The problem with this sequel is that it feels even more confusing for the mainstream audience. Even being familiar with the series won't help you from asking yourself what's going on as things seem to jump from one point to another. While trying to adapt the games even more closely following Gans' adaptated elements, Revelation seems to far off somewhere in-between both film and games. It does try to mesh the original film ajusting so many elements to a pretty close story to Silent Hill 3. And it simply feels confounding and pretty cheesy at the end of the day.

Lots of things simply lose their meaning. Heather for one really lost her sarcastic personality.

Compared to the original film the atmosphere and aesthetics are simply not up to par, it feels like a direct-to-video sequel. Not a lot time is actually spent in Silent Hill this time, instead much of the film's screentime is spent on her episodic visions back in the nightmarish Otherworld settings.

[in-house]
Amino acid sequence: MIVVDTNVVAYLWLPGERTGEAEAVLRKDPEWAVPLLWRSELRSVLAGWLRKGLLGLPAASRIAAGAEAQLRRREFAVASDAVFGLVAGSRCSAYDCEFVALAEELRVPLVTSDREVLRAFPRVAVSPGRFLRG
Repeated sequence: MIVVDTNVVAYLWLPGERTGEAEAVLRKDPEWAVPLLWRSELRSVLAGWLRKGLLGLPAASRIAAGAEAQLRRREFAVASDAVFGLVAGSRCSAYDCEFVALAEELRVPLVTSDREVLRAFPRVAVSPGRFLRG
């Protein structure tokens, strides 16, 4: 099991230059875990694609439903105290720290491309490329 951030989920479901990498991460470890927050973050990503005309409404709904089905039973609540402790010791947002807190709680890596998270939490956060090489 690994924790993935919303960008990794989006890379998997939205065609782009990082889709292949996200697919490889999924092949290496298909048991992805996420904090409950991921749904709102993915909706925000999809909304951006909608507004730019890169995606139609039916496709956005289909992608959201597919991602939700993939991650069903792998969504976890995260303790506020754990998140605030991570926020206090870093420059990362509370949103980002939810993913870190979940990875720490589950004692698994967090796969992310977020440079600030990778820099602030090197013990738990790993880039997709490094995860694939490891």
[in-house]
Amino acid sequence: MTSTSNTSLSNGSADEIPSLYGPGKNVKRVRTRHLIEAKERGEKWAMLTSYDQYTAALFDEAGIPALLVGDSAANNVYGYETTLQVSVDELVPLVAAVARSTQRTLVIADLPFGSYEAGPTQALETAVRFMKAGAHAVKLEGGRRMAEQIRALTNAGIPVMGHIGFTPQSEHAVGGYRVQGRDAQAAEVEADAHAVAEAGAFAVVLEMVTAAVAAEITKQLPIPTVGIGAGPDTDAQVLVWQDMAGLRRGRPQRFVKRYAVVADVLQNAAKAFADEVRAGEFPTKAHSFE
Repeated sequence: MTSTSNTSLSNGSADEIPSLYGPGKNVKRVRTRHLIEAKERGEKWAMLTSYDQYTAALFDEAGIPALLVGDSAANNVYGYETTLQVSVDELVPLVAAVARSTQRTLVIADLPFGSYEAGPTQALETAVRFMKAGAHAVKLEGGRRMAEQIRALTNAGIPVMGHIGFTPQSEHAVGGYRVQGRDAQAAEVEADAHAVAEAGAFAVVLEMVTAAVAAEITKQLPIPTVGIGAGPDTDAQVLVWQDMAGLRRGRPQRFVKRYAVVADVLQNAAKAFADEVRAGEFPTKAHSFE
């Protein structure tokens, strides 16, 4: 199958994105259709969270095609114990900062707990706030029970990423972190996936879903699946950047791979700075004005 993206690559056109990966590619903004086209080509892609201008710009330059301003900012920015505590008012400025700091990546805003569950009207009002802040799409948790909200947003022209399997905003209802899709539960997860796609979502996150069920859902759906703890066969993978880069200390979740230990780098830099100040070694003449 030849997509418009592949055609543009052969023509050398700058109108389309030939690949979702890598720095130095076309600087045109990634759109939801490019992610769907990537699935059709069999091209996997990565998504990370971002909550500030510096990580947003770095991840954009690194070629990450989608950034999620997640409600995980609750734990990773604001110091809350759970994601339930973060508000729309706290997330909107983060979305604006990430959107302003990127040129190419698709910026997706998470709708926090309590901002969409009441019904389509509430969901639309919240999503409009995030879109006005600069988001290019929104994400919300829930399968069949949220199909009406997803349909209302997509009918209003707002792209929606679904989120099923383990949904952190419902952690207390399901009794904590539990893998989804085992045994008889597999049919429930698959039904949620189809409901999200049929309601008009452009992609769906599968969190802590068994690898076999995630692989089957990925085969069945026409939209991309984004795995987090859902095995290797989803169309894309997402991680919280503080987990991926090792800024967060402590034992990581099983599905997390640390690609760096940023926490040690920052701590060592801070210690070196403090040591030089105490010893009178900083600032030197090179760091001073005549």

Sadly the psychological horror motifs were ditched for these weird disrupting zombie imagery (the prime example being the mall sequence).

Silent Hill: Revelation tries instead to play the familiarity with lots of references and allusions to the games (and particularly Silent Hill 3), from Heather’s mostly identical appearance and outfit to Robbie the Rabbit. Starting off the story with a nightmare sequence at the amusement park, to Douglas Cartlan's overall look, a mention to Heather's birthday, using a steelpipe as weapon, following the same general order of identical locations from the shopping mall to the amusement park, hitching a car ride to SH (with Vincent taking over Douglas' role), the use of a flashlight, there's even a creepy cooked dog in the background (the only part really missing is sadly Harry Mason's death - despite being played by Sean Bean here! But that's basically to set a possible sequel and a reference to James Sunderland from Silent Hill 2...). Vincent is the only one really getting a complete revamp for the film (and to play out stereotypical love interest).